Has Alcoholics Anonymous Declared Itself a Religion?


By Vic Losick


These stories aren’t written by In Recovery staff writers. They are unassigned stories that we publish – unedited – just as you’ve written them. If you’d like to have your story run in this section, please email it to editor@inrecovery.com

Larry K., an AA member of many years was frustrated at what he considered to be the increasing religiosity of AA meetings in the Toronto area. So in 2009, he started two secular AA meetings. However in 2011, Toronto Intergroup removed both secular groups from its website and phone listings claiming that a belief in God was necessary for membership. As Larry K. noted, “…we lost our membership and our voice and our vote… We weren’t allowed to speak in our own defense or make appeals or anything.”

After receiving no meaningful responses to his written requests for explanations, Larry K. took his complaint to the Human Rights Tribunal, charging discrimination. One of the few ways that Toronto Intergroup could avoid the stigma of bias was to declare itself a religion, which indeed it did do. As part of a strategy to defend itself the Toronto Intergroup stated, “… it is a bona fide requirement that groups that wish to be part of this intergroup must have a belief in the higher power of God.”

Because this debate is so highly charged, repercussions may be felt across the world of recovery. The recent explosion of opioid addiction has added millions who might well benefit from such programs.

According to AA literature,“…any group of alcoholics gathered together for sobriety may call themselves an AA group provided that, as a group, they have no other purpose or affiliation.” And each AA group may, “…conduct its internal affairs as it wishes—it being merely requested to abstain from acts that might injure AA as a whole…”

In brief, this is how AA is organized: AA’s parent body is A.A. World Services, Inc. (A.A.W.S.), and its articles of incorporation specifically distinguish and distance it from local AA groups. The groups themselves are separate and autonomous entities, although A.A.W.S. holds the copyrights to all AA publications for AA groups around the world.

Critical to this arrangement are “intergroups,” which might be likened to local co-ops. Intergroups are established by individual groups, usually in cities, to coordinate services. Primarily they maintain a roster of meetings, with times, days and locations, and often operate a telephone hot-line for alcoholics. It should be noted that A.A.W.S. also maintains that, “it has no connection or control over any Intergroup.” – a claim questioned by some.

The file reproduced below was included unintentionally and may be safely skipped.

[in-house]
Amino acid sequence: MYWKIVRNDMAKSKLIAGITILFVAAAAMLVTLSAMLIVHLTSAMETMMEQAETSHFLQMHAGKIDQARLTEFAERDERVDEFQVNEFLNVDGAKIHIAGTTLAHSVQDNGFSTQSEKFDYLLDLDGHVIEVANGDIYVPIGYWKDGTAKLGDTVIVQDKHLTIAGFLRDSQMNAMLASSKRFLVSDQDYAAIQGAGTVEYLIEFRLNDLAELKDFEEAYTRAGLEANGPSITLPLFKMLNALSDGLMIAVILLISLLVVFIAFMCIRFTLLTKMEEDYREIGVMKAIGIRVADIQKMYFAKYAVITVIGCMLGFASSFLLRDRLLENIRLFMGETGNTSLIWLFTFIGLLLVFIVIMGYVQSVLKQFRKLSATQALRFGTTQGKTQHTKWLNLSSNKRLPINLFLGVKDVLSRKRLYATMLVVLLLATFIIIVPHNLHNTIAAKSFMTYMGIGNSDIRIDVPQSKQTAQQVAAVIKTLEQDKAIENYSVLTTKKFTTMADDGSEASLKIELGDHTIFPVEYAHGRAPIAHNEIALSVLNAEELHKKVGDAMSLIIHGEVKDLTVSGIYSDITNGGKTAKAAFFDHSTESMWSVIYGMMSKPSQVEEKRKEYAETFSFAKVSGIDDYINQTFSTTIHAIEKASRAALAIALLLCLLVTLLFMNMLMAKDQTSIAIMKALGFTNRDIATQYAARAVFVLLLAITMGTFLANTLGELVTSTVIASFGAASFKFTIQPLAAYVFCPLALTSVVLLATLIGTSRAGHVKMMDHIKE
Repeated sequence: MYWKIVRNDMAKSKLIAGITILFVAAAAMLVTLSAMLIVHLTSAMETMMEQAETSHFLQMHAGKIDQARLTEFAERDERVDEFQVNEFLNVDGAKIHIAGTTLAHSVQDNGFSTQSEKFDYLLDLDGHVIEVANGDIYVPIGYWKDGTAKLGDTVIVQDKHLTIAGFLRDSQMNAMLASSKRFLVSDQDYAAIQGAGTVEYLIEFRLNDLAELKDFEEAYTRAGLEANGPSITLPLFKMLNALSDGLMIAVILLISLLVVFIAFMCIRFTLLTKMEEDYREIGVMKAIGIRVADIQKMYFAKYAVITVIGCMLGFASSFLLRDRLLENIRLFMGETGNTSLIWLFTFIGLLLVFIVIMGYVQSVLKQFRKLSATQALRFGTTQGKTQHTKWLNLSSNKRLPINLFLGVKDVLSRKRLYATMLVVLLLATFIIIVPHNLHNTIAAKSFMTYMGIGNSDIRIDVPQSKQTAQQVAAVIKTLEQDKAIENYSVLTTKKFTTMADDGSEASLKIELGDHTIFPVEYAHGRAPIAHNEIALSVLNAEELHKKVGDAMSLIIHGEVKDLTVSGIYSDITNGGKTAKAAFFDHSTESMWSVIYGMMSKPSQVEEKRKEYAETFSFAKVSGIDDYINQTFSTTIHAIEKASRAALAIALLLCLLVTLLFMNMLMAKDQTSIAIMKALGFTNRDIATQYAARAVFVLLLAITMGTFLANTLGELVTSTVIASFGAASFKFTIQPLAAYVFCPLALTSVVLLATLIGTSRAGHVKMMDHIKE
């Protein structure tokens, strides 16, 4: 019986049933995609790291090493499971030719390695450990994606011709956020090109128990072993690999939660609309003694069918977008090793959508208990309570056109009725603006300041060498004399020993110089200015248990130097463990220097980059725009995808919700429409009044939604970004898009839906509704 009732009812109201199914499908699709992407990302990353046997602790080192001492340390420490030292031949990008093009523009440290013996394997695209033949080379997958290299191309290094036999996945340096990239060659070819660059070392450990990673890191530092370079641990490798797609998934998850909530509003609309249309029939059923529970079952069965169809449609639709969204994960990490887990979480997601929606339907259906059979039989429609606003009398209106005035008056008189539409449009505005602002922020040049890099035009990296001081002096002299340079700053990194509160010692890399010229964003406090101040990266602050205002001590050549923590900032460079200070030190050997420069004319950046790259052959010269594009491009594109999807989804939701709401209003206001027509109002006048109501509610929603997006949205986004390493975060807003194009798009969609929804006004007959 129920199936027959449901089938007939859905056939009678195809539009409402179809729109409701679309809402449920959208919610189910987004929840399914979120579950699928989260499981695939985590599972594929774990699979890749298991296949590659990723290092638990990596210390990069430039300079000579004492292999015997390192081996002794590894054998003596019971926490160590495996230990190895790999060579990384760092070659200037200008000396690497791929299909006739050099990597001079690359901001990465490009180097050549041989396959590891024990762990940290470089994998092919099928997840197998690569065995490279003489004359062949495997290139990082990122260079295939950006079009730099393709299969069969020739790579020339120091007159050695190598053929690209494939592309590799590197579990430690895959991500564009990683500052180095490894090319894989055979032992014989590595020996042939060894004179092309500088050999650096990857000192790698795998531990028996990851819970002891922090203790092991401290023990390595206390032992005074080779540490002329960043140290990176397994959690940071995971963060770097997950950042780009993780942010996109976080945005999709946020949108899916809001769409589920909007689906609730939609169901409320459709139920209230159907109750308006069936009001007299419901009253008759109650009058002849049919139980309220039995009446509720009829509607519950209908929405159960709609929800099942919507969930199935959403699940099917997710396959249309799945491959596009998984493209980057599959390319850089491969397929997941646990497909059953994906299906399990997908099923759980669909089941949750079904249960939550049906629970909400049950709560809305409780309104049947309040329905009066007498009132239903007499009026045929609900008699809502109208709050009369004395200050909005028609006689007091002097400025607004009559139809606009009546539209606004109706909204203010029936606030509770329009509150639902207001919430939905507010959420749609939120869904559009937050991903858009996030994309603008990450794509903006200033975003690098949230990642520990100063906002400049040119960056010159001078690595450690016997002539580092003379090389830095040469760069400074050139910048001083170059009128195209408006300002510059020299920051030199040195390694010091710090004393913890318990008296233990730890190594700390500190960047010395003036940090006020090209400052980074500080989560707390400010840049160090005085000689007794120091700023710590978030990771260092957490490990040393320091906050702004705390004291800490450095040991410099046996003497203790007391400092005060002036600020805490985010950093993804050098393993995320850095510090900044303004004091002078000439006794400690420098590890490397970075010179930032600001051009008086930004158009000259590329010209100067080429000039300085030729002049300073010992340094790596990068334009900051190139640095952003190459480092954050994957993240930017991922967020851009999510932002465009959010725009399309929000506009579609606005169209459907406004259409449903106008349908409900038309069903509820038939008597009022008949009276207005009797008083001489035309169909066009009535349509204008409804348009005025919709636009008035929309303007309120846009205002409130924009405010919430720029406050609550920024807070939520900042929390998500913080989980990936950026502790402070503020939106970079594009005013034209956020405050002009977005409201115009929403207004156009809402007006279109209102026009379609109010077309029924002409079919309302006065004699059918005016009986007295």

So it was the Toronto Intergroup that took it upon itself without consulting A.A.W.S. to delist the two secular groups in the Toronto area and invoke religion as its reasoning.

Whether a group is or is not listed by an Intergroup might seem unimportant, perhaps even trivial. However, for those who think that they might have a drinking problem, or for AA members from out of town, or even for active local AA members merely seeking a new or different meeting, the most common method for locating a meeting is either online or over the phone. To be excluded from this essential public information denies most people the broader choices that might help them get sober. (Full disclosure: I am a long-time member of AA, and a recently retired board member of the International Convention of Secular Alcoholics Anonymous. However, I speak here only for myself).

My personal experience strongly suggests that attendees of secular AA meetings are not whiners, nor do they want to “convert” anyone to atheism. And of course, if you are non-believer (or “other” believer”) and you really want to get sober, you can probably endure a modicum of religiosity. But after a few years the constant testimony from others that sobriety is “a gift of God” begins to wear on you. It’s not unlike having to sing, pray, and listen to sermons before being able to receive a meal at the Salvation Army.

(Just to be clear: I use the term “non-believer” in its broadest, most all-inclusive sense, which embraces agnostics, atheists, free thinkers, brights, skeptics, non-theists, naturalists, materialists, humanists, rationalists, secularists, et al).

The nature of addiction – be it to alcohol, opioids, cocaine, or marijuana – is such that it deludes the abuser into thinking that there is no problem even though evidence to the contrary abounds. Therefore even the slightest reason not to begin a life in recovery can derail an alcoholic. We’ll never know how many people who might otherwise have been helped by AA (or any other recovery program) have walked into a meeting only to be put off when they see “God” all over the suggested 12 Steps, and hear “No sobriety without God,” and who then turn around and walk out, never to return.